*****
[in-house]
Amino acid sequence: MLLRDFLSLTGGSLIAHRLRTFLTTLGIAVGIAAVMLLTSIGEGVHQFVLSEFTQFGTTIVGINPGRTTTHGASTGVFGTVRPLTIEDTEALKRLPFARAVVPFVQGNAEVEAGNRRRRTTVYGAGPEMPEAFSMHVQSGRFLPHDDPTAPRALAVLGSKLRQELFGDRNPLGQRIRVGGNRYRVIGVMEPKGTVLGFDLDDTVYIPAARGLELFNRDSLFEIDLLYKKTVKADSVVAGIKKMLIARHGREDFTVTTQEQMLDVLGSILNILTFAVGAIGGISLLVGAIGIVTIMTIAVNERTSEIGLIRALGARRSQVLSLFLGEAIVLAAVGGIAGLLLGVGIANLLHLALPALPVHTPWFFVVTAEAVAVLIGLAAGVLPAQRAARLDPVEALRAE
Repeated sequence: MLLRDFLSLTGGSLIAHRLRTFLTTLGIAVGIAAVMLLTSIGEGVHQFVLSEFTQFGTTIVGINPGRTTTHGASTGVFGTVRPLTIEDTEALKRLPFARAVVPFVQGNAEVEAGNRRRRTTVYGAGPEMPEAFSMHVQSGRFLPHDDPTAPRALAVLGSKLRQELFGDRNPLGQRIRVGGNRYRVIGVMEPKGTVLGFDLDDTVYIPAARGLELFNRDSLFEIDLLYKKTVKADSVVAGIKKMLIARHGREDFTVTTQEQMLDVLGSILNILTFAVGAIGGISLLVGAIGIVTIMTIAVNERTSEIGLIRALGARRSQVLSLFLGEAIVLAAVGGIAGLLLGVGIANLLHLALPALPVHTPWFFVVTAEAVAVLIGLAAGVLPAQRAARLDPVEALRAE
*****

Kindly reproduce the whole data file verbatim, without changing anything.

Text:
[in-house]
Amino acid sequence: MLLRDFLSLTGGSLIAHRLRTFLTTLGIAVGIAAVMLLTSIGEGVHQFVLSEFTQFGTTIVGINPGRTTTHGASTGVFGTVRPLTIEDTEALKRLPFARAVVPFVQGNAEVEAGNRRRRTTVYGAGPEMPEAFSMHVQSGRFLPHDDPTAPRALAVLGSKLRQELFGDRNPLGQRIRVGGNRYRVIGVMEPKGTVLGFDLDDTVYIPAARGLELFNRDSLFEIDLLYKKTVKADSVVAGIKKMLIARHGREDFTVTTQEQMLDVLGSILNILTFAVGAIGGISLLVGAIGIVTIMTIAVNERTSEIGLIRALGARRSQVLSLFLGEAIVLAAVGGIAGLLLGVGIANLLHLALPALPVHTPWFFVVTAEAVAVLIGLAAGVLPAQRAARLDPVEALRAE
Repeated sequence: MLLRDFLSLTGGSLIAHRLRTFLTTLGIAVGIAAVMLLTSIGEGVHQFVLSEFTQFGTTIVGINPGRTTTHGASTGVFGTVRPLTIEDTEALKRLPFARAVVPFVQGNAEVEAGNRRRRTTVYGAGPEMPEAFSMHVQSGRFLPHDDPTAPRALAVLGSKLRQELFGDRNPLGQRIRVGGNRYRVIGVMEPKGTVLGFDLDDTVYIPAARGLELFNRDSLFEIDLLYKKTVKADSVVAGIKKMLIARHGREDFTVTTQEQMLDVLGSILNILTFAVGAIGGISLLVGAIGIVTIMTIAVNERTSEIGLIRALGARRSQVLSLFLGEAIVLAAVGGIAGLLLGVGIANLLHLALPALPVHTPWFFVVTAEAVAVLIGLAAGVLPAQRAARLDPVEALRAE